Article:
The Office of the Ombudsman has launched investigations against Ministry of Disaster Management and Public Events on how the ministry is utilising billions of kwacha that government has received for Covid-19 pandemic fight.
The office said it has come to learn of some allegations of lack of accountability, accessibility and responsiveness of services under the National Covid-19 Response Plan of March 2020.
In a letter to the Principal Secretary in the Ministry of Disaster Management and Public Events, Elvis Thodi, dated July 1 2020, Ombudsman Martha Chizuma demands a detailed account of how the money has been used by July 17, 2020.
The Office of the Ombudsman’s spokesperson, Arthur Semba, confirmed yesterday that Ombudsman wrote the letter saying the office has been observing with interest all the interventions the Malawi government has and continues to make in response to Covid-19 pandemic.
In the letter, the Ombudsman said is looking for detailed information of all funding made by government or any other international body towards Covid-19 intervention in Malawi.
“List all public institutions in Malawi that have received such funding for Covid-19 interventions. Any other report of expenditure or activities that have been carried out so far in relation to Covid-19 activities,” reads part of the letter.
According to the Ombudsman, the investigation will take a bottom up approach whereby the office will be analysing the funds received by each of the district councils, city councils, and other public institutions.
“In this regard the office will be monitoring the Covid-19 activities planned by the public institutions, the activities actually carried out, effectiveness of those activities and observing legal, policy or best practice gaps in the implementation of the same,” the letter further reads.
Yesterday, the Ministry of Disaster Management and Public Events, through its spokesperson, Chipiliro Khamula confirmed receiving the letter saying they are committed to furnish the Ombudsman with information to aid investigations into the alleged lack of accountability for funds under the National Covid-19 response operations.
“As a Ministry, we are already compiling an expenditure report on Covid-19 funds and being a public institution, we realise that we are accountable to the general public and all oversight institutions; and we are going to honour the request made by the honourable Office of the Ombudsman,” he said.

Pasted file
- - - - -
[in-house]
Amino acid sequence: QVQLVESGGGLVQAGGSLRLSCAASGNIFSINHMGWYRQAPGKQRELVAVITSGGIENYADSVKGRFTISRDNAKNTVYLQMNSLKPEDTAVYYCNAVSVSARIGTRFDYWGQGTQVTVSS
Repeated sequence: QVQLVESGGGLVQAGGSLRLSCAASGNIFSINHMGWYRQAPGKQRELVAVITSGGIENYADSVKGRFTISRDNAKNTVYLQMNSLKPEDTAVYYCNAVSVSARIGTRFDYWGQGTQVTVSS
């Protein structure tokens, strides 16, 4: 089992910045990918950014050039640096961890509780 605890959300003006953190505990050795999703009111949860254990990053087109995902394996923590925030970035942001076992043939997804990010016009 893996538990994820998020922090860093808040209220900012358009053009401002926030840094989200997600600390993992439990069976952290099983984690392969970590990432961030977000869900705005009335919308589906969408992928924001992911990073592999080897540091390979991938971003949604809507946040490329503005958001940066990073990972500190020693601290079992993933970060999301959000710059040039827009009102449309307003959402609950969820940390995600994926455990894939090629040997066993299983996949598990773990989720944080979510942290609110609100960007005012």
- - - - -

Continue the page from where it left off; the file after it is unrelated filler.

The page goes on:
Malawi needs K157 billion to effectively implement the National Covid-19 Response Plan.
The plan shows that protection and social support was allocated a lion’s share of about K92.4 billion. Food security had the second biggest allocation about K16.5 billion.
The breakdown further shows that coordination has an allocation of about K332.4 million while communication was allocated K1.1 billion. Health cluster was allocated K15.4 billion while water, sanitation and hygiene cluster was allocated K11.9 billion.
Other allocations without actual funds available during the launch of the Plan were employment K2.9 billion, security and enforcement K8.3 billion and transport and logistics K1.2 billion. Education was allocated K7.4 billion and was provided with no shortfall.
According to a crisis overview as analysed by the United Nations (UN) Malawi’s health system has limited capacity to deal with the burden of Covid-19.
In a Malawi Emergency Appeal for May – October 2020 that was released in May this year the UN said there are just 20 ventilators nationwide, for a population of over 18 million, and approximately 25 intensive care unit (ICU) beds.
The UN said Malawi also has one of the highest health worker shortages in Africa, with only 28 nurses and 2 physicians per 100,000 people.
Following some of these revelations the immediate past government started recruitment process of 2000 health workers to help in the fight against the global pandemic.